It’s easy for a performing arts organization, be it theatre, dance, or music-based, to stick with the safe bet. Fill the seats by offering shows your audience has become accustomed to. Go to the same old pool, season after season, and keep it all familiar so your organization can pay the rent. And as long as your audience never leaves the city limits they may not realize that one of the responsibilities of an arts organization is to nurture the cultural literacy of its audience by offering new works. Works that challenge or discomfit. Works that take chances. Works that go out on a limb and take the audience with them as they shakily find their balance, but ultimately enjoy the view. While too many organizations in Columbia adhere to this boring, stagnating, audience-offending policy — and we’ll be writing more about this soon — at least, and thank whoever the god of the performing arts is for this, we have Trustus Theatre.
Yes, Trustus has some familiar fun coming up this season (Walter Graham plays the alien transvestite Frank N. Furter in the delicious Rocky Horror Picture Show, for example). But at the same time, Trustus never fails to continue to take chances. Be it via the Trustus Playwright’s Festival which last month gave us Anatomy of a Hug, one of the oddest little, top-notch shows we’ve seen in a while — fresh, brand new, exciting; or via shows like the one opening Friday night on the Cohn Side Door Stage — Tail! Spin!
Directed by Jason Stokes, Tail! Spin! stars Stann Gwynn, Kevin Bush, Clint Poston, Joseph Eisenreich, and Ellen Rodillo-Fowler. We asked Stokes to tell us a bit about where the story came from and how he plans to bring it to the stage. Find his comments below and plan to come out to check out this fascinating and funny piece of political theatre. It’s new and different, and it should be perfect for the political season. – CB
Directing Tail! Spin! by Jason Stokes
Tail! Spin! chronicles the real life political scandals of Larry Craig, Anthony Weiner, Mark Foley and Mark Sanford using their own texts, emails, Facebook messages, IM’s, and interviews. Using their own public and private words to tell the story in my opinion changes this show from being just a strict “by the numbers” bio-play, into a dramedy version of reality. The show hinges on each person’s scandal, but at its core, the show really details the toll their actions take on them, their families, and political careers while bringing them face to face with who they really are thanks in no small part the modern-day twenty-four hour media coverage. Some of the men are unable, or unwilling, to accept this new self-revelation.
From the beginning, the most difficult task of directing this piece was finding the right balance between the acts of these men and their humorous attempts to spin the details to a more favorable outcome. It’s my opinion that in order to get to the US Senate, House or Governor’s mansion you must possess a certain amount of intelligence … even if the intelligence comes from a team; the individual must be smart enough to adhere to the sound advice of others. But the politicians focused on in this play react like children with their hands caught in the proverbial cookie jar after their sexual indiscretions are discovered. And their mindset becomes “If I don’t admit anything, then nobody will know.” As is so often the case with political scandal, the denial becomes worse than the act.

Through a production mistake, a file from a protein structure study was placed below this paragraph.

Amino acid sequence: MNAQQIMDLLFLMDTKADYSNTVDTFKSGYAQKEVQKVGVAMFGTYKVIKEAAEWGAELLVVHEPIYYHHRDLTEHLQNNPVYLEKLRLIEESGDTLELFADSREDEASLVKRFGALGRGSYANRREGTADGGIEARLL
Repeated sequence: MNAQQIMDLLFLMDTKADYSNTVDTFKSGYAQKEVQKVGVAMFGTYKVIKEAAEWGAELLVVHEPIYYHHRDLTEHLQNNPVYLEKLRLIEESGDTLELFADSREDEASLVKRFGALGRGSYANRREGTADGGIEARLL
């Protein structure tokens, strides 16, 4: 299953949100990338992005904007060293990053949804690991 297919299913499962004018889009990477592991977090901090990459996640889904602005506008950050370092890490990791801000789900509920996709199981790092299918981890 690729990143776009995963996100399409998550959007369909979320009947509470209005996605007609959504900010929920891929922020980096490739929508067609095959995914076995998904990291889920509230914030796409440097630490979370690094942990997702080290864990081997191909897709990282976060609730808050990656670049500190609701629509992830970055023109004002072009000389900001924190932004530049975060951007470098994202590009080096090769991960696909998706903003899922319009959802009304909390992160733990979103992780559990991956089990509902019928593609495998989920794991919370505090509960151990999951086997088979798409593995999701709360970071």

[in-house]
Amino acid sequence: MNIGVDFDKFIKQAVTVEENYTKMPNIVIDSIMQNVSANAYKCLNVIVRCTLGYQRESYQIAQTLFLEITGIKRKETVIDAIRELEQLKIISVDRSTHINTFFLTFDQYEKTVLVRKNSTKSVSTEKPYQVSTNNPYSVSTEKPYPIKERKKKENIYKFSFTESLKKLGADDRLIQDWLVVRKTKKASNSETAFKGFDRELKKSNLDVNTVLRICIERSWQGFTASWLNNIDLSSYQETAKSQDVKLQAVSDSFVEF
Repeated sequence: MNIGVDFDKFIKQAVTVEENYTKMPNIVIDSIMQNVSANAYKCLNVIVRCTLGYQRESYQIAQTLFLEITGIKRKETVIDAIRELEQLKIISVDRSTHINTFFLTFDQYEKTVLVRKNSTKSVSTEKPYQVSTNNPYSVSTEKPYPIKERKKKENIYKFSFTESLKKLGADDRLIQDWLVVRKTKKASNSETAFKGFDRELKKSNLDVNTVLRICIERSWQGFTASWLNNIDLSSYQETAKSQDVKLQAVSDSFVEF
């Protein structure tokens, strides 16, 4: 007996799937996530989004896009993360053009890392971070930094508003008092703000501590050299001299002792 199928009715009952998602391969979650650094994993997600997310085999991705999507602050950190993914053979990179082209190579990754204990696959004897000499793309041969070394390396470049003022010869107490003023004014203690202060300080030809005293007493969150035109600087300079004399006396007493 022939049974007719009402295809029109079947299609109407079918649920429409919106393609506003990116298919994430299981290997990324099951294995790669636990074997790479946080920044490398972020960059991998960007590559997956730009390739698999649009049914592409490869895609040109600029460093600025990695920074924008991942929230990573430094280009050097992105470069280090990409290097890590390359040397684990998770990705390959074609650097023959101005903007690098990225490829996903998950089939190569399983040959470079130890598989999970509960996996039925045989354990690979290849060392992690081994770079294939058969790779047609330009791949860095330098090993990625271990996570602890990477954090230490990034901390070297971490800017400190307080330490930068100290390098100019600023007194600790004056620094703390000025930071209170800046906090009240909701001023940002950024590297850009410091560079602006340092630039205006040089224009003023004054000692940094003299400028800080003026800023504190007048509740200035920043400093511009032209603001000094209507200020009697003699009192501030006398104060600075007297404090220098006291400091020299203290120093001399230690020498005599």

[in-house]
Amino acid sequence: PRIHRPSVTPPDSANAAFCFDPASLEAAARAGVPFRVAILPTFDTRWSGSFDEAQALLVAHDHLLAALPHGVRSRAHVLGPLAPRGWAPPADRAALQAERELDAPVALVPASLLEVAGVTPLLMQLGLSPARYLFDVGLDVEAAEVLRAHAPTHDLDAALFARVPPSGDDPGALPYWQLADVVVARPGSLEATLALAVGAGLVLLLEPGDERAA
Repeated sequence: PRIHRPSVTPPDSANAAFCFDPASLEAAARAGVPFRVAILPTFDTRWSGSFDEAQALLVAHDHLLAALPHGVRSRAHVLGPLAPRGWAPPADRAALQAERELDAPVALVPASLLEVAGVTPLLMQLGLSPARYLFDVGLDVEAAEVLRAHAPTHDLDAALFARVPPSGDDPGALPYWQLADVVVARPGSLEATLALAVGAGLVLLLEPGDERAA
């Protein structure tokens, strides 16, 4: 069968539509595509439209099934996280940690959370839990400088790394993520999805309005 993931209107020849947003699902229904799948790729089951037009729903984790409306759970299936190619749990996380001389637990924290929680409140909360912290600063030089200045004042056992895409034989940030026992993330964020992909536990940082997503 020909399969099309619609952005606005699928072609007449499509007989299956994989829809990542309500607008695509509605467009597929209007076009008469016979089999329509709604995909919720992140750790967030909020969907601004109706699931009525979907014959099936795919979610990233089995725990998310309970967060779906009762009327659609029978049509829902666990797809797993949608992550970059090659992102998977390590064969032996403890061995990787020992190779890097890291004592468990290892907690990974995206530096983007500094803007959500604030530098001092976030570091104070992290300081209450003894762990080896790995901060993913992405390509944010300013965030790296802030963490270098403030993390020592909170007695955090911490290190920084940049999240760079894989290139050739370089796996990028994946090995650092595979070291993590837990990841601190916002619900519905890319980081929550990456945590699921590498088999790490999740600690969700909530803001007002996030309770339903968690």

We find ourselves in a polarizing political and social climate at present. Compromise is a dirty word, if you’re a republican then the democrats have no validity in their thoughts or policies; and if you’re a democrat, the republicans have lost their minds and their party is a mess with no real hope of salvation and thus should be completely cast aside (Yes, I’m generalizing, but find any two members of either party and ask them to agree on something, anything). Which is why this show comes to Columbia at the absolute right time. While the subject matter can be shocking and their attempt to keep it quiet should be laughed at, hopefully, the audience will see these men as flawed human beings who made really, really bad decisions that when pieced together the way the playwright has, prove quite hilarious. And maybe for a few moments, we can all be Americans enjoying a night of entertainment together, as one people, the way we should be. To quote Dennis Miller however… “Of course, that’s just my opinion. I could be wrong.”
Jason Stokes first appeared at Trustus as Adam in 2002’s The Most Fabulous Story Ever Told. Other Trustus roles include Roger in Rent, Rocky in The Rocky Horror Show, Luke in Next Fall. Other shows in the Columbia area include The Full Monty, Sleuth, and Cat on a Hot Tin Roof. In January of this year he held a reading of his new screenplay Composure, detailing the murder of N.G. Gonzales by SC Lieutenant Gov. James Tillman, in the Trustus Side Door. He has also written, produced and directed four films, the most recent film blocked was featured in the 2nd Act Film Festival, presented by The Jasper Project.